Keep in mind that any other movement in the frame will be blurred also, so windy days might be problematic -- unless you like the result. Nothing is a problem unless you think it is!

Grant: The simplest way is to catch sound to trigger your flash.
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Old Feb 10, 2008, 2:37 AM   #5
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granthagen wrote:
Quote:
For the dripping water shots, check these out:

http://www.popphoto.com/howto/2508/y...ter-drops.html

http://hiviz.com/

http://digital-photography-school.co...y-water-drops/

As for how to capture running water, you need to shoot at very long shutter speeds -- at least 1/2 second. The longer the exposure, the smoother the visual effect will be. A bit of trial and error will tell you how long the exposure has to be on a particular shot to get the effect you want.

Because shutter speeds on the order of a few seconds might be neccesary, you have to either shoot scenes under very low light conditions or, more often than not, buy a set of neutral density filters of various strengths. By using these singly or in combination, you can cut down the available light in a normally lit scene so that you can use long exposures without over exposing everything. Even a polarizing filter can be used to add a few stops of exposure, which might be enough in some situations.

Keep in mind that any other movement in the frame will be blurred also, so windy days might be problematic -- unless you like the result. Nothing is a problem unless you think it is!

Grant: The simplest way is to catch sound to trigger your flash.
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Old Feb 10, 2008, 2:37 AM   #6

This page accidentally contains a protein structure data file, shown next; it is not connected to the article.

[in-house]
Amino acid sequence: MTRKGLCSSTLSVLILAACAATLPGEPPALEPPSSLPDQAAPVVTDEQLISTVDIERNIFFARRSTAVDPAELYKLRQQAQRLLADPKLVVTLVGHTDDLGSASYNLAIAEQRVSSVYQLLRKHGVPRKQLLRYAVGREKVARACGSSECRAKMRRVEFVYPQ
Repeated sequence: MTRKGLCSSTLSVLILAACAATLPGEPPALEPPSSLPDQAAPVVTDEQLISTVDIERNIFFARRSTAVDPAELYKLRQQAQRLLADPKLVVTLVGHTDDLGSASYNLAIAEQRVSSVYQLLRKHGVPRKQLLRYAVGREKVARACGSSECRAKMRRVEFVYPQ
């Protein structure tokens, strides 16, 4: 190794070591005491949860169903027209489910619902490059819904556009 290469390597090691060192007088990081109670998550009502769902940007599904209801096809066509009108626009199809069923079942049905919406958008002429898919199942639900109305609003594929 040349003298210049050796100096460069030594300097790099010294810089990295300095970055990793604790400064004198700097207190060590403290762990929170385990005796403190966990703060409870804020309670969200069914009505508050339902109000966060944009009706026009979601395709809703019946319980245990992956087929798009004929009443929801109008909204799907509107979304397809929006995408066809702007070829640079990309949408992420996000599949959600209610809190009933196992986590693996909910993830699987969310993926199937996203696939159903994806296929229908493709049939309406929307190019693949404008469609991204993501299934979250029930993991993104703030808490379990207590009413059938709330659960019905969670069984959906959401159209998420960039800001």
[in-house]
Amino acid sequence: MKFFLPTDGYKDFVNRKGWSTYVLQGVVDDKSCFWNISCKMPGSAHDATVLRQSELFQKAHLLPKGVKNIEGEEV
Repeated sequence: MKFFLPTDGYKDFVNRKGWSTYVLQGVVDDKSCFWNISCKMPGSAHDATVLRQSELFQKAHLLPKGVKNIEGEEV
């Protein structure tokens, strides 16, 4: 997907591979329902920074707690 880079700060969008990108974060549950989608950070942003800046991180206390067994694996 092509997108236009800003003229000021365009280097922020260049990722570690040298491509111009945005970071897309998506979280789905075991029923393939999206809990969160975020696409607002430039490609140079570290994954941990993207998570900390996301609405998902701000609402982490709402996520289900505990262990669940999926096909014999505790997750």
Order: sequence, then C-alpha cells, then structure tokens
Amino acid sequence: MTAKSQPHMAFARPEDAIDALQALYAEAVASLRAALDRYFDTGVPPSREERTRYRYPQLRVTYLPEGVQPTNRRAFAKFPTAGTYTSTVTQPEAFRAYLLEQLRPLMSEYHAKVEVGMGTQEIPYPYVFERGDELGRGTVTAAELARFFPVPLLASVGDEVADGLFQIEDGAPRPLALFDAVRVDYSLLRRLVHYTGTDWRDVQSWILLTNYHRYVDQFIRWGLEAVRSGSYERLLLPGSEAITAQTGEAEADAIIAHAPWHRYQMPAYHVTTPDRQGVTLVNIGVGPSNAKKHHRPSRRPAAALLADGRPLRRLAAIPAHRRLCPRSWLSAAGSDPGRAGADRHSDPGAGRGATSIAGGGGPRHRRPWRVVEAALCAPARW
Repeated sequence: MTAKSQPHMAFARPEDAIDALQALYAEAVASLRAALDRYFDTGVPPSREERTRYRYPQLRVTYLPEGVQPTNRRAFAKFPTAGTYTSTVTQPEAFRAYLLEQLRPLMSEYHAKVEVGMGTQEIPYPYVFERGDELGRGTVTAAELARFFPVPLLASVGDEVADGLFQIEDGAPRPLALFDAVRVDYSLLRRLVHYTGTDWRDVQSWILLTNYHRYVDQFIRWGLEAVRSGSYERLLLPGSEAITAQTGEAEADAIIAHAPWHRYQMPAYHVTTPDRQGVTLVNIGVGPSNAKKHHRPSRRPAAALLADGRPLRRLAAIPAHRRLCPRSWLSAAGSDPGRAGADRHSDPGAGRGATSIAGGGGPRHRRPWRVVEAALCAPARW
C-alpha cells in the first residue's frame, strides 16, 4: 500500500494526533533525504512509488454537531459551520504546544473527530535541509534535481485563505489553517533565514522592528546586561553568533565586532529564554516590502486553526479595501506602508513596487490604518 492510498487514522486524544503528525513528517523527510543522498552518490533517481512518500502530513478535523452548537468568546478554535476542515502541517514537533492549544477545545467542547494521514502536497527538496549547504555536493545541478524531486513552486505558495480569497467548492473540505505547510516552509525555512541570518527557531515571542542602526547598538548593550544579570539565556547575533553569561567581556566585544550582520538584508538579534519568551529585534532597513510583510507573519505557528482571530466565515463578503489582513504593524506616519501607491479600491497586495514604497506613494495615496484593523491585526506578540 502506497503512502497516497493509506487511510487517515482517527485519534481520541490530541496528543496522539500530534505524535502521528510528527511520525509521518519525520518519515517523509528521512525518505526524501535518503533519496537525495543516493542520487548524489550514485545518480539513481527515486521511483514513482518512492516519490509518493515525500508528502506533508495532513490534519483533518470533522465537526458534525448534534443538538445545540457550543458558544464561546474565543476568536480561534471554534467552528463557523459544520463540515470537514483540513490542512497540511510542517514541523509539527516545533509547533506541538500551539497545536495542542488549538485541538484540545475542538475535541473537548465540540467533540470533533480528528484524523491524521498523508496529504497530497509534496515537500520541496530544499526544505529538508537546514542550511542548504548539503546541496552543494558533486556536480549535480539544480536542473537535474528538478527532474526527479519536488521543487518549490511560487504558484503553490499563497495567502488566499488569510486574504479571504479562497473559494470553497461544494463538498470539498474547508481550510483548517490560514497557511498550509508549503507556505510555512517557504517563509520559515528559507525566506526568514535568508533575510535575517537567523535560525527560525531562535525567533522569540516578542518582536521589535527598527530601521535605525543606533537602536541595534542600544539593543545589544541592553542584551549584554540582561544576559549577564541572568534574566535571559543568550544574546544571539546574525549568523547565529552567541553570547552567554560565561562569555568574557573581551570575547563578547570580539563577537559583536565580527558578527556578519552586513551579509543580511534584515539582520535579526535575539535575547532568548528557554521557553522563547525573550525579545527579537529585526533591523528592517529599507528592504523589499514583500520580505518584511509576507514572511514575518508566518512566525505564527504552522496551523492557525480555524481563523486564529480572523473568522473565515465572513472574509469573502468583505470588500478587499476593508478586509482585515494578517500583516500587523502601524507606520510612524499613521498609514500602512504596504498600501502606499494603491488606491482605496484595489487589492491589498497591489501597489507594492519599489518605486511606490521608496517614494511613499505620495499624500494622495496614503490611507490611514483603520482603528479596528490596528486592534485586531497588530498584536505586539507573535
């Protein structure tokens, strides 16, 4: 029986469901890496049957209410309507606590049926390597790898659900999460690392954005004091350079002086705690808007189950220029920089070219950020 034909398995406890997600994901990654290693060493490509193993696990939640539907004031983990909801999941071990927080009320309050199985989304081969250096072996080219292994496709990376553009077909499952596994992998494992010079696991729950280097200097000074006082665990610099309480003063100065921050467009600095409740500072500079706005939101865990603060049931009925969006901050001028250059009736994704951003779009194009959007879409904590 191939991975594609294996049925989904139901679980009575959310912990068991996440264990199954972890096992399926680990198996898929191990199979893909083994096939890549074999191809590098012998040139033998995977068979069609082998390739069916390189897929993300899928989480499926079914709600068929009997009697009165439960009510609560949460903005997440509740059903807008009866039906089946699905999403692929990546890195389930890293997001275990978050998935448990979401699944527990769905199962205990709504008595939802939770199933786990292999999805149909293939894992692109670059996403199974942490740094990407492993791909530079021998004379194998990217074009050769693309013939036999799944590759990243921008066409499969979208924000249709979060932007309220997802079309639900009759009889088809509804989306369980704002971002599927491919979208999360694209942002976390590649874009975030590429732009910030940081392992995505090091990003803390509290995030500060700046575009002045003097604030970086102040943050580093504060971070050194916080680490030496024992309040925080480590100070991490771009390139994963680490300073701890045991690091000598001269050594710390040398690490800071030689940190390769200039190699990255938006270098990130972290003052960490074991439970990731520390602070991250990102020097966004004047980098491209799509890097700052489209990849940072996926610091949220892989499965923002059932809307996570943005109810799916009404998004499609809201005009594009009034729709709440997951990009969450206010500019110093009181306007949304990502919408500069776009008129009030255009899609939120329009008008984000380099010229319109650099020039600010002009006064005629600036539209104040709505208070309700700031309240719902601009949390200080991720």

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granthagen wrote:
Quote:
For the dripping water shots, check these out:

http://www.popphoto.com/howto/2508/y...ter-drops.html

http://hiviz.com/

http://digital-photography-school.co...y-water-drops/

As for how to capture running water, you need to shoot at very long shutter speeds -- at least 1/2 second. The longer the exposure, the smoother the visual effect will be. A bit of trial and error will tell you how long the exposure has to be on a particular shot to get the effect you want.

Because shutter speeds on the order of a few seconds might be neccesary, you have to either shoot scenes under very low light conditions or, more often than not, buy a set of neutral density filters of various strengths. By using these singly or in combination, you can cut down the available light in a normally lit scene so that you can use long exposures without over exposing everything. Even a polarizing filter can be used to add a few stops of exposure, which might be enough in some situations.

Keep in mind that any other movement in the frame will be blurred also, so windy days might be problematic -- unless you like the result. Nothing is a problem unless you think it is!

Grant: The simplest way is to catch sound to trigger your flash.
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Old Feb 10, 2008, 2:40 AM   #7
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Sorry about that
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Old Jan 6, 2009, 4:10 AM   #8
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Unbelieveable ! ! !

That's awesome !
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Old Aug 15, 2009, 10:45 PM   #9
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awesome
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Old Aug 16, 2009, 1:12 PM   #10
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Waverley Camera Club did a sound triggered flash workship the other day http://wccmonthlynewsletter.blogspot...e-success.html